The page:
好久不见 (hǎo jiǔ bù jiàn – “long time no see”), everybody. I should apologise for not updating for so long, but if I did that be prefacing every post with the same thing, and that’ll get boring pretty quickly.
Recently China celebrated the Lunar New Year, which is a much bigger deal here than the traditional western “get pissed and pass out” version of New Year. It generally means 7 days of near-constant fireworks and firecrackers. Here’s a video I took last year – it’s 8 and a half minutes long but the first minute will give you more than enough of a taste.
Now, imagine that every day for 7 days, from the moment it gets dark until the wee hours of the morning. Well, in actual fact, the only really intense nights were the first night, the 5th night (which belongs to the God of wealth and fortune, meaning the more fireworks you set off that night, the richer you’ll be the next year), and the last night. However, I’ll still be happy if I don’t have to hear another firework for the next 51 weeks.
The effect was pretty amplified since our apartment is on the 14th floor, which is at about the height that most fireworks blow up.
Anyhow, for Chinese people, New Year is traditionally a time to go home and spend the week with your family. Many people in Shanghai don’t get the chance to, as they would miss out on a week’s salary, as well as having to spend a lot of money that they don’t have on travel expenses and gifts. Speaking of gifts, with the majority of Chinese parents obsessed with marrying off their children (to the extent that every Sunday in People’s Park in Shanghai they have a ‘marriage market’, a whole area of the park filled with fliers advertising their children like commodities), the best gift a young Chinese bachelor can bring home is a pretty girl worthy of marrying.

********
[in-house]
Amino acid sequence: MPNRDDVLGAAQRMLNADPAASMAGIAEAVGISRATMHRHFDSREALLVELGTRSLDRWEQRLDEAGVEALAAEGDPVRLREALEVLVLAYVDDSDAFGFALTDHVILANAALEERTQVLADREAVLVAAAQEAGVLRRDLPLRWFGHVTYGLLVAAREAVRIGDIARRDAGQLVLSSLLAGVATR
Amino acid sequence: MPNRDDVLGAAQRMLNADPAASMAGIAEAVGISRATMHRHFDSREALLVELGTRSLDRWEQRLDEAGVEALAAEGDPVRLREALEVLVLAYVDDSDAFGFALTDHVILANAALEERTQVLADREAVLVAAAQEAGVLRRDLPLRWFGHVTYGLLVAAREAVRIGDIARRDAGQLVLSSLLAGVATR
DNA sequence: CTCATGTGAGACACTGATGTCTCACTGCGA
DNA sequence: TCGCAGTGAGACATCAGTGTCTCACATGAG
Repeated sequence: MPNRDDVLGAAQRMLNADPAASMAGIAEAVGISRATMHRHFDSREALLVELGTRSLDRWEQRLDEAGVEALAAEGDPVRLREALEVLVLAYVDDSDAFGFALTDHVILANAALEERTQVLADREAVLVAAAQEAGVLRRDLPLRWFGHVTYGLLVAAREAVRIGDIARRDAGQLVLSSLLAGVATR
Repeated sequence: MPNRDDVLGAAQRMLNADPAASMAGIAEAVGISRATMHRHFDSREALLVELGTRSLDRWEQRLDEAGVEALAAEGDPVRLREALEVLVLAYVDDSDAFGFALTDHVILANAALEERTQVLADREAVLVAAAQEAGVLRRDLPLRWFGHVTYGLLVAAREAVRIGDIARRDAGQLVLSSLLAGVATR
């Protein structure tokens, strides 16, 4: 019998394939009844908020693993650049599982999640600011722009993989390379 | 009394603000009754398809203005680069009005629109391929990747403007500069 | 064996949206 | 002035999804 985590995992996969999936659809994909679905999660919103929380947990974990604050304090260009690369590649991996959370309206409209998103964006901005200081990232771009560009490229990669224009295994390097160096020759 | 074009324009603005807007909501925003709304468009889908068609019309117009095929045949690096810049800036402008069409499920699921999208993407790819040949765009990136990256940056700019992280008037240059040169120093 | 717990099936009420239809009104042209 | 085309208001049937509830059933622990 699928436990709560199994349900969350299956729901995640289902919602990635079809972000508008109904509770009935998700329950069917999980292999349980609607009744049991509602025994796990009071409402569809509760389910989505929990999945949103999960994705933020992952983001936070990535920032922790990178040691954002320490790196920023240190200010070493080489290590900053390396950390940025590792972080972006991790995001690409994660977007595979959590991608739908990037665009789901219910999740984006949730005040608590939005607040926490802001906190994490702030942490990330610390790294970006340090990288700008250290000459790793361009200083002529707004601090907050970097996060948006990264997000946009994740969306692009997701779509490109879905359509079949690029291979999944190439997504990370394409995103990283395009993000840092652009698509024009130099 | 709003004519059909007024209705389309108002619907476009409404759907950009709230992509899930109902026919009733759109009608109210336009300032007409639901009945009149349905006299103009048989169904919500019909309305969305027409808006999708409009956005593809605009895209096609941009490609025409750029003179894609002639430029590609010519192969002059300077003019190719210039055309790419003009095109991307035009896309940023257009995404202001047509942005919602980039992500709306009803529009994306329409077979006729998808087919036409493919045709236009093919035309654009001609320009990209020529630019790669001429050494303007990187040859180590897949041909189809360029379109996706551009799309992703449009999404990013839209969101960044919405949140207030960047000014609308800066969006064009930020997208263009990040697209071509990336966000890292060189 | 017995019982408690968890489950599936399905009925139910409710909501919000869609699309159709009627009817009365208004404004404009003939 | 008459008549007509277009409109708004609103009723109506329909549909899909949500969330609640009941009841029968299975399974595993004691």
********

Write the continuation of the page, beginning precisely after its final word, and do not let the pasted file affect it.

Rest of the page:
I’ve probably spoken of my love of a Chinese website called Taobao (淘宝网), which is pretty much the Chinese equivalent of eBay, only a couple of thousand times better. Taobao has everything you could possibly want, and over Chinese New Year, took that claim a step further, advertising “temporary girlfriends and boyfriends”. That’s right, plenty of sites were offering a type of escort service for your parents’ peace of mind: for a certain price, you could bring home the perfect would-be spouse to meet mama and papa.
Prices for locals in Beijing weren’t too bad: 8 RMB (about 80p) per hour for your hired love to accompany you to a family dinner, 15 RMB (~£1.50) to go to a party or shopping together, 3 RMB (~30p) for a handshake with the parents, 5 RMB (~50p) for a hug, and 10 RMB (~£1) for a kiss.
However, those in other cities usually went on a day-to-day basis: hiring your future bride or groom in Guangzhou went for about 1,500 RMB (~£150) a day.
From an article on indiatimes.com:
Software engineer Hu Xiaofei said he spent 6,000 yuan (about £600), more than half of his year-end bonus to rent a girlfriend for a week-long stay at his family home in the countryside of central Hunan province.
“My parents want me to marry early, but I can’t find a girlfriend easily. So I might as well hire one to make them happy,” Hu said.